NEW YORK (Reuters) - Cait Flanders was wrestling with a common life question: Who am I?
Not in an existential sense, but a professional one. The popular personal-finance blogger had worked for six years on developing a recognizable name for herself as “Blonde on a Budget” as her website name and social media handles. She passed along tips on how to spend less, save more, and build a successful financial future.
But then Flanders decided that her brand just did not work for her anymore because it sounded immature and pigeonholed her.
“So many people warned me that I would lose traffic for a while,” says the 31-year-old from Vancouver, Canada.
It is a problem facing many professionals. In this era of “Brand You,” a sizable chunk of the workforce is comprised of freelancers and contractors, marketing themselves and their skills on a near-constant basis. By 2020 an estimated 40 percent of the American workforce will be freelance or non-permanent workers, according to a study by software firm Intuit.
Brands - whether corporate, or personal - do not stay the same forever. Sometimes they need to be tweaked, or refreshed, or even thrown out altogether, says Dorie Clark, author of “Reinventing You” and an adjunct professor at Duke University’s Fuqua School of Business.
“You need to adapt and move forward, to remain professionally relevant,” Clark says.
When you have been known for years by a particular handle, you have essentially been spending time and money building up brand equity. Changing that handle is similar to a company relaunch. And that can come with costs.
True to her budget-conscious background, Flanders was able to pull it off on the cheap: She kept all her Twitter followers with a renamed account, reserved a new Web domain for $15 a year, did the design herself, and paid a techie friend $100 to redirect traffic from all her old posts to her new site (caitflanders.com).
Here are a few tips for making that personal relaunch both successful, and seamless:
1. Go all the way
If you are going to rebrand, then commit to it. If your new website says one thing, but your Twitter account says something else? That is the kind of marketplace confusion you do not want.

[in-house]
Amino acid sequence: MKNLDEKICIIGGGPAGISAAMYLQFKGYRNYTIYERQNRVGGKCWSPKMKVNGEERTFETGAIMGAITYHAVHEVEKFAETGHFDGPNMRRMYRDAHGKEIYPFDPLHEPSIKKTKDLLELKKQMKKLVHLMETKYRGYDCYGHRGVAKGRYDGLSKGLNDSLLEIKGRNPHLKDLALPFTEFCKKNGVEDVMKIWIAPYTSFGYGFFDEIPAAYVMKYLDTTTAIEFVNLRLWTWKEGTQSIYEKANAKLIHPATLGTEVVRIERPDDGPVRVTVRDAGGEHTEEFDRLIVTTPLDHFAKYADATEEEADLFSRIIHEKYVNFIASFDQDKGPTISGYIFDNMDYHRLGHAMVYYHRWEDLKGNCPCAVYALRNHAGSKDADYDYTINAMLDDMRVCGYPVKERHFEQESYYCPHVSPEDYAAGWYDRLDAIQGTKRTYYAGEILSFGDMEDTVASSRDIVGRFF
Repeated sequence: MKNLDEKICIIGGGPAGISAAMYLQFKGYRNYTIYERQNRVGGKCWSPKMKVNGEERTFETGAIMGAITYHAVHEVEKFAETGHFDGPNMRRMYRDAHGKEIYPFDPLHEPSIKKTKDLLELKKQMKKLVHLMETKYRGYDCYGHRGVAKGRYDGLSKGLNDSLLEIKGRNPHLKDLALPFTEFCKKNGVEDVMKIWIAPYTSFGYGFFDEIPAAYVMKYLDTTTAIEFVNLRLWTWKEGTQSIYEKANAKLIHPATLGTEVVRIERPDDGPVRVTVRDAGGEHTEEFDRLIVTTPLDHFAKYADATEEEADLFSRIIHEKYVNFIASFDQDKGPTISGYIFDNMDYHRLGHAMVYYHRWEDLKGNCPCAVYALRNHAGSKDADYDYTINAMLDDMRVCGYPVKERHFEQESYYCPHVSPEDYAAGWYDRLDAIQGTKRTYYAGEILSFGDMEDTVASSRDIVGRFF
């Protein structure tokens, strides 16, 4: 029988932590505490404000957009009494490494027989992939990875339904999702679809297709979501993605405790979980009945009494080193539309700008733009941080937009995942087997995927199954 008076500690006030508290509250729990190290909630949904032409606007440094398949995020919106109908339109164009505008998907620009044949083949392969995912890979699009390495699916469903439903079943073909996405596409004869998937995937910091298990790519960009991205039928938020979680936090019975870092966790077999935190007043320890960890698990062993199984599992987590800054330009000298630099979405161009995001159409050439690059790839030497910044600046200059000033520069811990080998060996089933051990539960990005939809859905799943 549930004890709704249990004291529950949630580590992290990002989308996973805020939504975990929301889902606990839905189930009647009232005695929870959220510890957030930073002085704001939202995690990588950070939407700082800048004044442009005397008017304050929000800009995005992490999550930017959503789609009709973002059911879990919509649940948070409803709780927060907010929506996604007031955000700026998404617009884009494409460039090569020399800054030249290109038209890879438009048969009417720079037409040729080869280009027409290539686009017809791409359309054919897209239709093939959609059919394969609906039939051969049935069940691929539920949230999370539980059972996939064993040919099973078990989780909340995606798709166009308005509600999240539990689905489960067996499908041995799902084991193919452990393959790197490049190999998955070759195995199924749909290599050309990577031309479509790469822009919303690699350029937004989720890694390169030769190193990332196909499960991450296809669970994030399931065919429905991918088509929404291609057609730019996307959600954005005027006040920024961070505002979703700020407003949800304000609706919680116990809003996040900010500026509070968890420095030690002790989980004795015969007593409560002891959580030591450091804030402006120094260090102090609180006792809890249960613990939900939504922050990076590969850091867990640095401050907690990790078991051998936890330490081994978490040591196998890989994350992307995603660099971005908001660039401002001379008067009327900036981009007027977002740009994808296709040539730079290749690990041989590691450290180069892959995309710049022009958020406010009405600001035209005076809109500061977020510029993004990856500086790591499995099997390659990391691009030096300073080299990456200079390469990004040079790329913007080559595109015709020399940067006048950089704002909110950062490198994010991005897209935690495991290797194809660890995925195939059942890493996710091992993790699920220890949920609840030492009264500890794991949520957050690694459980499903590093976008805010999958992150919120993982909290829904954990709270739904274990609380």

“You need to take inventory of all the ways your are presenting yourself, from business cards to stationery to social media,” says Clark. “You want people to find only current information, rather than someone who is half-in and half-out of an old identity.”
2. Explain the shift
Set the tone yourself, spelling out for clients why you are making the shift.
Handy places to do that, suggests Clark: The “About” page of your personal website, or the “Summary Statement” on popular networking site LinkedIn. “If you don’t provide that narrative, people just get confused.”
3. Be patient
If anyone knows about the personal rebrand, it is Gary Vaynerchuk. For years the CEO of Vayner Media was known primarily as a wine commentator, making energetic and witty videos for followers.
So when he decided to pivot toward his current status as a marketing and business guru, it was a jarring shift for some fans.
“People will struggle with it, because it is difficult for them to wrap their heads around,” says the author of the new book “#AskGaryVee.” “Just know that it will take 24, or 36, or 48 months for people to look at you in a different way. It requires a lot of humility and patience.”
4. Play to your strengths
Often people will rebrand themselves based on whatever business trend is hot at the moment, and not what they are actually good at, Vaynerchuk warns. That is a recipe for disaster.
“We all want to be something we’re not,” he says. “These days everybody wants to be an expert on entrepreneurship - even if they have never sold anything in their lives.”
5. When in doubt, stick with your own name
Cait Flanders thought about another clever moniker, but went with a simple solution that would not leave her rebranding again in another couple years. “Your interests will change every few years,” says Flanders. “But your name is something that is not going to change.”
Editing by Beth Pinsker and Diane Craft
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